James Fallows, an eminently sensible writer, had this to say about the new strategy: "Grow up. If John McCain has a better set of plans to deal with the immediate crisis, and the medium-term real-economy fallout, and the real global problems of the era -- fine, let him win on those. But it is beneath the dignity he had as a Naval officer to wallow in this mindless BS. I will say nothing about the dignity of a candidate who repeatedly winks at the public, Hooters-waitress style. A great country acts great when it matters. This is a time when it matters -- for politicians in the points they raise, for journalists in the subjects they write about and the questions they ask of candidates. And, yes, for voters."

This is, indeed, one of those times. If you're not registered to vote, register. If you're not sure, check. Every vote, in every state, is going to matter on 4 November. The stakes are too high for you to stay home.

Friday, October 03, 2008

Oops. It Does Get Worse

One of Palin's answers that actually came close to impressing me last night was her comment on Darfur (I say 'came close to' because I think we need to do much more than this, as Biden and Obama do). Anyway, here's Palin: "America is in a position to help. What I've done in my position to help, as the governor of a state that's pretty rich in natural resources, we have a $40 billion investment fund, a savings fund called the Alaska Permanent Fund. When I and others in the legislature found out we had some millions of dollars in Sudan, we called for divestment through legislation of those dollars to make sure we weren't doing anything that would be seen as condoning the activities there in Darfur. That legislation hasn't passed yet but it needs to because all of us, as individuals, and as humanitarians and as elected officials should do all we can to end those atrocities in that region of the world."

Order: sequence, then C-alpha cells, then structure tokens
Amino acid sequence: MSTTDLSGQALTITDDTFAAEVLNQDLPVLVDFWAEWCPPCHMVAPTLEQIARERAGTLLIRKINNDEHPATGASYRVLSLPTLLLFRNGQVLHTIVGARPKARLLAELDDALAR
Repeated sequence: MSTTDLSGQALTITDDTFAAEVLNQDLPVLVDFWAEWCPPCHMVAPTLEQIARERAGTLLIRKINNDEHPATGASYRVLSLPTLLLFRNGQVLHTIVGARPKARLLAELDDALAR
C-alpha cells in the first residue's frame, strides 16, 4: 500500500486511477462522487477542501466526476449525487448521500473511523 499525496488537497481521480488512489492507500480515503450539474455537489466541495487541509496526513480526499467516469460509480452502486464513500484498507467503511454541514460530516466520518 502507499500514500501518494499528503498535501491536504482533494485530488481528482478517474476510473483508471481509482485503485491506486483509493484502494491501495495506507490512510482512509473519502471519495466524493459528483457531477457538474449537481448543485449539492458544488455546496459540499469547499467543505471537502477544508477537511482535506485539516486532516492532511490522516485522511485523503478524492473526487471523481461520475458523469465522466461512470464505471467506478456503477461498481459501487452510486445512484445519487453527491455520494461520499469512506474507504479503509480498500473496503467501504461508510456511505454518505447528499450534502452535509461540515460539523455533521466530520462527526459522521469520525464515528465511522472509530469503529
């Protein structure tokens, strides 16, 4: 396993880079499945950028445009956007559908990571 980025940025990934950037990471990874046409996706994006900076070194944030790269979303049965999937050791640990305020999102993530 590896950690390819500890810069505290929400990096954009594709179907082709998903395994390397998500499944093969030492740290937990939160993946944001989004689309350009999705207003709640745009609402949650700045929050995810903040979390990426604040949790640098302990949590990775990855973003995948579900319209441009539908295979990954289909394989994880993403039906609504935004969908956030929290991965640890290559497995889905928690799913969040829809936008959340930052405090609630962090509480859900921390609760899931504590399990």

Seems like a pretty good move. Too bad it's a total lie, as ABC notes in a report tonight. A bipartisan group of Alaska legislators "co-sponsored a resolution early this year to force the Alaska Permanent Fund ... to divest millions of dollars in holdings tied to the Sudanese government." Palin's administration openly opposed the bill: in fact, her deputy revenue commissioner said in a February public hearing on the measure "The legislation is well-intended, and the desire to make a difference is noble, but mixing moral and political agendas at the expense of our citizens' financial security is not a good combination." ABC's report adds "a search of news clips and transcripts from the time do not turn up an instance in which Palin mentioned the Sudanese crisis or concerns about Alaska's investments tied to the ruling regime."